Summed up in a sentence, THE SUMMER OF MRS. MACGREGOR could be troubled preteen with sick sister meets teenage Blance Dubois. Caroline is tired of being dull and ordinary. Everyone likes her older sister better, who is chronically ill and suffers from the same illness that killed their father. She's also the good-looking one in the family and nobly suffers in silence (ick), so of course everyone dotes on her and praises her for being a good sport (no, seriously-- ick) and Caroline is left shunted off to the side, feeling both neglected and guilty.
So it really isn't a surprise that she immediately gets sucked into the orbit of the troubled teen next door, Liliana MacGregor, who claims to be:
a) a model from New York
b) writing the Great American Novel
c) married to a thirty-five-year old
d) who's filthy stinking rich
e) also she's only seventeen
As a thirty-something reading this, obviously this set off All the Alarm Bells, but Caroline thinks this is neat-o and that Liliana is the most glamorous person on earth. Never mind the fact that she wanders around the yard in a short bathrobe, tries to pet snarling dogs, and spends most of her free time trying to trick saleswomen into letting her try on expensive clothes and/or selling her alcohol.
Spoiler: Liliana is really not so neat-o.
PAPERBACK CRUSH was pretty up-front about how problematic this book is, but it really is quite problematic. Especially since the resolution with Liliana isn't very satisfactory. I get that this was written for kids, and seeing someone punished for being pathological-- sorry, I meant a "free spirit"-- wouldn't be very fun for the kids siding with Caroline and Liliana, but as an adult with a degree in psychology, it really felt like Liliana was suffering from something like bipolar or borderline personality disorder and the pathological lying and stealing was a side-effect of something serious.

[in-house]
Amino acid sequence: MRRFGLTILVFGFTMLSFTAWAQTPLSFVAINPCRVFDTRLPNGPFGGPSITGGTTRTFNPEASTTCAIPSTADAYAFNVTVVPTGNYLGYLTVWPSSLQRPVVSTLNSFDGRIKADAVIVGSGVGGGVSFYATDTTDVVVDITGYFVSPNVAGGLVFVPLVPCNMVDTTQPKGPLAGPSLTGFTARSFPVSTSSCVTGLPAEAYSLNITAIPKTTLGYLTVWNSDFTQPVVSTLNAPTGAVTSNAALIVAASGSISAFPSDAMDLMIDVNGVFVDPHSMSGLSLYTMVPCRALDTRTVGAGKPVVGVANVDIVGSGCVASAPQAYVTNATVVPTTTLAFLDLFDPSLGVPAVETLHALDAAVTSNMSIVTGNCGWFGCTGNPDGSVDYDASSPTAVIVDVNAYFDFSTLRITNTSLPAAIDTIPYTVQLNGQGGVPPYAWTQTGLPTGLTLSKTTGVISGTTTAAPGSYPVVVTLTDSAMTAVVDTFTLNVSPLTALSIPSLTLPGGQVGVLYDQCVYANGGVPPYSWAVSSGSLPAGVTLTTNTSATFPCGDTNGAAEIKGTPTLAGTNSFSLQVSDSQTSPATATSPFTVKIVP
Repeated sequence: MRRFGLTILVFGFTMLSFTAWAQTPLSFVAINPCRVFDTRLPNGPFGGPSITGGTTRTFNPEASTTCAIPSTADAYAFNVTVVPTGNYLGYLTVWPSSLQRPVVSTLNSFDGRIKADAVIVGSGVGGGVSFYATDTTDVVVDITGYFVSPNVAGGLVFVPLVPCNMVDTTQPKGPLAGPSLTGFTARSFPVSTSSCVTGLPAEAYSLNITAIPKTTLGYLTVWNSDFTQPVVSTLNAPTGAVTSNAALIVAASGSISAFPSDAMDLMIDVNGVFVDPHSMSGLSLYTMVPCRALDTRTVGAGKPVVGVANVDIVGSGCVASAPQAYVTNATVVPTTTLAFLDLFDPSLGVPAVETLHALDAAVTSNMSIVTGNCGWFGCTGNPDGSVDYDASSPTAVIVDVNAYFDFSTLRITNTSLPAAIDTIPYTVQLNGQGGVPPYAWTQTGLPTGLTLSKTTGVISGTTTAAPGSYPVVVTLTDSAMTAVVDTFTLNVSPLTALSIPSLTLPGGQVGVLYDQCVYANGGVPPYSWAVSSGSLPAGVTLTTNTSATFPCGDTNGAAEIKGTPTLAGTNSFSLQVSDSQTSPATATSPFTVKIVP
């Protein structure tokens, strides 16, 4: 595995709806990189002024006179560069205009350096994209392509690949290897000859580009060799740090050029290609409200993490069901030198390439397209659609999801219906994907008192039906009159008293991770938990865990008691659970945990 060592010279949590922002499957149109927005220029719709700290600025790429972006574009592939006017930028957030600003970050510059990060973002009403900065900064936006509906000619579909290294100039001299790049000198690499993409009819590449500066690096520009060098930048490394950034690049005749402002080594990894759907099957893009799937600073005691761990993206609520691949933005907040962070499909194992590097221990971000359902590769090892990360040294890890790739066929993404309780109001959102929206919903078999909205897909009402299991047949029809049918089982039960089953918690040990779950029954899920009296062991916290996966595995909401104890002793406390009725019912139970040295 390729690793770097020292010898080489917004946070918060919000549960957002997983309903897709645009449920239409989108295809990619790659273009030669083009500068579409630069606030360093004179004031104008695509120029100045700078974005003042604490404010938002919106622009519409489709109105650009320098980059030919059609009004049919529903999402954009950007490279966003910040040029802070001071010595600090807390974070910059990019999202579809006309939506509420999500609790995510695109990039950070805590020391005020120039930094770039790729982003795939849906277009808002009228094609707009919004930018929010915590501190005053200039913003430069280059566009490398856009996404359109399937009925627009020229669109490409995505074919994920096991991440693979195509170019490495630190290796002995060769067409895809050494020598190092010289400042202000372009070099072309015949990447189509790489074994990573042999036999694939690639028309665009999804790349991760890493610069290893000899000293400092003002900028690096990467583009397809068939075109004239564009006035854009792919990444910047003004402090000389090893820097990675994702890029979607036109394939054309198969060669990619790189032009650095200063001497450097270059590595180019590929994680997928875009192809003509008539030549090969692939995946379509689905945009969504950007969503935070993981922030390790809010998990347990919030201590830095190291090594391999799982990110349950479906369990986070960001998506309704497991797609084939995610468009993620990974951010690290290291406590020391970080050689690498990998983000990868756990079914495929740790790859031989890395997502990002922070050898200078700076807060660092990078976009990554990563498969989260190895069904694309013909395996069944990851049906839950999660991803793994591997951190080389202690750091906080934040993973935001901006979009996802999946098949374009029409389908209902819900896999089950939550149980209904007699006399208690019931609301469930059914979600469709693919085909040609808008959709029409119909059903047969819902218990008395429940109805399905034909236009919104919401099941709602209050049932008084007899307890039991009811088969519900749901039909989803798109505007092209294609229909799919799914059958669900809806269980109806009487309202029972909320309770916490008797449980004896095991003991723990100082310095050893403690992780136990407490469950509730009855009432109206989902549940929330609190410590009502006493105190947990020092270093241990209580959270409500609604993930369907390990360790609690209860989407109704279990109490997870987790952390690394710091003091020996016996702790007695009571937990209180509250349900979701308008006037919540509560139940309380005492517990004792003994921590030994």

Points for an interesting story but this book falls short in a big way of its portrayal of someone with mental illness. Part of that is definitely because of when it was published, but like many modern stories, it falls into the trap of sensationalizing psychological problems to titillate the audience without really knowing what a successful resolution for something this serious even looks like.
3 out of 5 stars